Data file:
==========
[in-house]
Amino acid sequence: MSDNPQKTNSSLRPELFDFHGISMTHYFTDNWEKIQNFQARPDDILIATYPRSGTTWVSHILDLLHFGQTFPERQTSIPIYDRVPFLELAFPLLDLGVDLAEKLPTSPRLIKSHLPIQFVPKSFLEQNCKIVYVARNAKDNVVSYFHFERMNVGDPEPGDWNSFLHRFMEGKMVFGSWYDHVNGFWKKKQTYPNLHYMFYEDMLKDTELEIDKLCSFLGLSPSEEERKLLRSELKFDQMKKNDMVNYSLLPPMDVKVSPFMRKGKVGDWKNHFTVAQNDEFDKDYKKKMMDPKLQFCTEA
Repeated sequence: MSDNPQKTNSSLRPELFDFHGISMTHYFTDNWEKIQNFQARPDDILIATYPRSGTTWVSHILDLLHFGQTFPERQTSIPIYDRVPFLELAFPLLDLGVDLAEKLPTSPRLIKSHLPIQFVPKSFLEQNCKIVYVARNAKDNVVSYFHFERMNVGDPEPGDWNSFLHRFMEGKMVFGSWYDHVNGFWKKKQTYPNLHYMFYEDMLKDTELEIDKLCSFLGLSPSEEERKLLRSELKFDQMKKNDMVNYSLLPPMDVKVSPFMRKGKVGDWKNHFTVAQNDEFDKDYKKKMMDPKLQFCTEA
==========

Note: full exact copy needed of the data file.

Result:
[in-house]
Amino acid sequence: MSDNPQKTNSSLRPELFDFHGISMTHYFTDNWEKIQNFQARPDDILIATYPRSGTTWVSHILDLLHFGQTFPERQTSIPIYDRVPFLELAFPLLDLGVDLAEKLPTSPRLIKSHLPIQFVPKSFLEQNCKIVYVARNAKDNVVSYFHFERMNVGDPEPGDWNSFLHRFMEGKMVFGSWYDHVNGFWKKKQTYPNLHYMFYEDMLKDTELEIDKLCSFLGLSPSEEERKLLRSELKFDQMKKNDMVNYSLLPPMDVKVSPFMRKGKVGDWKNHFTVAQNDEFDKDYKKKMMDPKLQFCTEA
Repeated sequence: MSDNPQKTNSSLRPELFDFHGISMTHYFTDNWEKIQNFQARPDDILIATYPRSGTTWVSHILDLLHFGQTFPERQTSIPIYDRVPFLELAFPLLDLGVDLAEKLPTSPRLIKSHLPIQFVPKSFLEQNCKIVYVARNAKDNVVSYFHFERMNVGDPEPGDWNSFLHRFMEGKMVFGSWYDHVNGFWKKKQTYPNLHYMFYEDMLKDTELEIDKLCSFLGLSPSEEERKLLRSELKFDQMKKNDMVNYSLLPPMDVKVSPFMRKGKVGDWKNHFTVAQNDEFDKDYKKKMMDPKLQFCTEA